2. 15th-Century Croatian House by Rees Roberts + Partners LLC and Antonio Zaninovic

Rees Roberts + Partners LLC partnered with Cape Town-based architect Antonio Zaninovic to create a 2,200-square-foot island retreat off Croatia’s Dalmatian coast. As the original high walls were removed and the underbrush cleared, the elegant shapes of the olive trees were visible and revealed a spectacular view of the Adriatic Sea. Ruins once buried under rubble were repurposed as a foundation for the swimming pool and an ancient limestone cistern became a sink basin in the powder room. 

3. Hamptons Weekend House by MODE Interior Designs and CCS Architecture

Mode Interior Designs founder Sharon Bonnemazou and her husband enlisted CCS Architecture to create a “rustic, low-key, quietly luxurious” 5,000-square-feet weekend house on a secluded waterfront property in Water Mill, New York. Bonnemazou‘s vision was informed by the modernist residences she remembered from her childhood in Southern California and the style of houses her real-estate developer father built in South Korea. 

4. Marble Falls Vacation Home by Lake | Flato Architects and Plus Two Interiors Design

Lake | Flato Architects and Plus Two Interiors Design collaborated on an easygoing, contemporary vacation home and boathouse near Marble Falls, Texas. Architect Ted Flato’s design was simple: a single three-story building poised midway up the rise, 120 feet uphill from the boathouse. “The main house is nestled between the peak and the lake,” Flato says. “The configuration celebrates the land as well as the water.” The home’s structure is all about movement and connections with a freeflowing dialogue between the indoors and outdoors; only 2,700 of its 4,900-square-feet are interior.

5. Berkshires House by Tsao & McKown Architects

Tsao & McKown Architects were commissioned to build a 7,000-square-foot house in Alford, Massachusetts, facing the distant Berkshire Hills. Architect Zack McKown says, “There would be a specific view from the kitchen, during breakfast, and another from the bedroom, in the evening.” To make that possible, architect Calvin Tsaonotes, “We realized that a normal, orthogonal building wouldn’t do.” The house instead follows the path of the sun, resulting in a C configuration composed of smaller asymmetrically angled volumes, which allowed the windows to frame the unique mountain views.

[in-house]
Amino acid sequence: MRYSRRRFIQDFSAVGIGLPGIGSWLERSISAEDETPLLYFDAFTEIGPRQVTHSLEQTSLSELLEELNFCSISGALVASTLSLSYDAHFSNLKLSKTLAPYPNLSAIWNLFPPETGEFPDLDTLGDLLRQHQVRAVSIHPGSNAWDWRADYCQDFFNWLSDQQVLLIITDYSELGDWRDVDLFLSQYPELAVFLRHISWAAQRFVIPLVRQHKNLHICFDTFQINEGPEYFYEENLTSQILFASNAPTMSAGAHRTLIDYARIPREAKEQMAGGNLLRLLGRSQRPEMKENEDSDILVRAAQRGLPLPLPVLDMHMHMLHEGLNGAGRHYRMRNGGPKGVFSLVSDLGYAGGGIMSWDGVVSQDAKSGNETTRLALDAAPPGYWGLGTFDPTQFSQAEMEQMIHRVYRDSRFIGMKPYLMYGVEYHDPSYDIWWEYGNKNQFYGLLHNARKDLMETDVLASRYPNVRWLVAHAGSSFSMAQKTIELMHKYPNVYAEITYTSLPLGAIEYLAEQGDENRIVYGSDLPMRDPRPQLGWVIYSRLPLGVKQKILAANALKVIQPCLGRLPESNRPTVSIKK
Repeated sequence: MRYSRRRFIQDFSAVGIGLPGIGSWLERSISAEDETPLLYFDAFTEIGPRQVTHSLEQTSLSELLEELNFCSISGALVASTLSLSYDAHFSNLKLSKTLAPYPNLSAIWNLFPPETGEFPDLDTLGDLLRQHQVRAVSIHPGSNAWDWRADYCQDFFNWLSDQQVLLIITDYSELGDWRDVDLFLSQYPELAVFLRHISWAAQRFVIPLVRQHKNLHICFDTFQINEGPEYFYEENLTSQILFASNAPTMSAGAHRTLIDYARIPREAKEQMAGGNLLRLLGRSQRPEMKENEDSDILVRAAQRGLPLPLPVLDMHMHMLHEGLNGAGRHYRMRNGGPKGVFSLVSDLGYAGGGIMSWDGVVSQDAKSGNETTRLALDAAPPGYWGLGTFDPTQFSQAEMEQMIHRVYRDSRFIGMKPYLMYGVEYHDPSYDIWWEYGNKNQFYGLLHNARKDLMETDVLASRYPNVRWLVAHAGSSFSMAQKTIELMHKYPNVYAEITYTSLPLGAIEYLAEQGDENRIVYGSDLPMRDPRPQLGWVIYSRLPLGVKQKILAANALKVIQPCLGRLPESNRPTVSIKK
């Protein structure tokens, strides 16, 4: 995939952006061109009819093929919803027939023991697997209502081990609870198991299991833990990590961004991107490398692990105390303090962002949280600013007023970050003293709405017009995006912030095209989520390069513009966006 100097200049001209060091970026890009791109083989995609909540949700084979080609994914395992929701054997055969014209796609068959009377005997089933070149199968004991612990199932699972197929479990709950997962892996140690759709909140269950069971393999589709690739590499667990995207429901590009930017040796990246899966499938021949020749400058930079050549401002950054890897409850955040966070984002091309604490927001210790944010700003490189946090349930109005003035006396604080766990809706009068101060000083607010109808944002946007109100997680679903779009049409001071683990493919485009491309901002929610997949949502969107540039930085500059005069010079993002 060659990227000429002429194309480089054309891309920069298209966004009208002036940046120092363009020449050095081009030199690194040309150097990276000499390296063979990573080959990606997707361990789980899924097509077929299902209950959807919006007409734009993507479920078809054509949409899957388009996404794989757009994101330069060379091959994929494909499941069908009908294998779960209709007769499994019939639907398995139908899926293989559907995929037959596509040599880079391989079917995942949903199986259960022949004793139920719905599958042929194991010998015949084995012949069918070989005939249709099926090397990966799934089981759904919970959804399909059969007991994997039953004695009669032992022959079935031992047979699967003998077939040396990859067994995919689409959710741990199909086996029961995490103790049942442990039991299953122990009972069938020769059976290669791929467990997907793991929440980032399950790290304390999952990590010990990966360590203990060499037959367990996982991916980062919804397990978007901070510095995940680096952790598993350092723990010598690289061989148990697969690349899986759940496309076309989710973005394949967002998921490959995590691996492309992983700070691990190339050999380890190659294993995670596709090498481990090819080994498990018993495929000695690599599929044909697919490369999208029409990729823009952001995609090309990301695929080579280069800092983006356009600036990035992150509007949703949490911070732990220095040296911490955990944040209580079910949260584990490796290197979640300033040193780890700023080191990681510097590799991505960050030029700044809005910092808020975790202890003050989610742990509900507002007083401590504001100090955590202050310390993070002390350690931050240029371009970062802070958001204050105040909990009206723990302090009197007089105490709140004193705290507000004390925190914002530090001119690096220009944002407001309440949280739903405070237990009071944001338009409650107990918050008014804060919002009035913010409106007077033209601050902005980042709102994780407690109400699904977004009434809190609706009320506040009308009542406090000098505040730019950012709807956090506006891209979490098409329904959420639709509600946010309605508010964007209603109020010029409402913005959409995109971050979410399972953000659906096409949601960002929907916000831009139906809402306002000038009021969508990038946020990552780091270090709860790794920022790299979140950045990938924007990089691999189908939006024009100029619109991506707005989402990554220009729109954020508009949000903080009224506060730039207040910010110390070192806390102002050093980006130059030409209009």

6. Cape Cod Guesthouse by Hariri & Hariri

Hariri & Hariri Architecture built a 2,400-square-foot guesthouse for the Cape Code residence that was originally designed by Bauhaus founder Walter Gropius. The Hariri sisters and their client were inspired by Gropius’s Cape Code National Seashore manifesto to modernize the city’s landscape, and so they chose a “revolutionary yet livable” design. It was important “to respect the architecture of a place but at the same time push forward to our time,” Gisue Haririsays. 

7. Australian Holiday Retreat by O’Connor and Houle Architecture

There’s a pleasing balance between unpretentious simplicity and cosmopolitan sophistication in this Australian holiday retreat that Stephen O’Connor and Annick Houle designed for their own family in the village of Blairgowrie. The property’s pair of single-story structures, a main house and a separate studio with a home office, fit in nicely with the village’s summer beach-shack character.

8. Duplex Penthouse at Ski Resort by PeNDa

Architecture firm PeNDa designed this duplex penthouse apartment in the Zhangjiakou ski resort, located in the mountains north of Beijing. PeNDa designed the upstairs for their client’s own use and downstairs as semiautonomous guest quarters. Throughout the 1,800-square-foot lower level, the white walls and ceiling may remind you of the cold outside, but with radiant heating, “it’s actually very cozy,” principal Chris Precht says.

9. Hamptons Beach Cabin by Bates Masi Architects

This 600-square-foot beach cabin in Amagansett, New York, was difficult to build given its inverse proportion to size. A legal judgment allowed Bates Masi + Architects to construct the Hamptons cabin on a footprint of 15 by 20 feet, more than 6 feet above-grade, but not more than 25 feet tall. To maximize the height, glass walls help visually enlarge the bedrooms and the exceptionally lean floors and ceilings were built without integral ductwork. 

10. Scottish Beach House by WT Architecture

The clients, a family with two teenage children, wanted a Scottish beach house to spend weekends and holidays. Their 1970’s bungalow in the harbor town of Elie pays tribute to “the big, pale, southern sky,” WT Architecture principal William Tunnell says. The 3,000-square-foot beach house has two wings that frame views of Edinburgh and the Firth of Forth lighthouse. “As the tide flows in and out, colors reflect off the golden beach and the water,” Tunnell says. To capture those reflections, he designed the inside “as clean and simple as possible.”

Continue reading 10 Simply Amazing Vacation Homes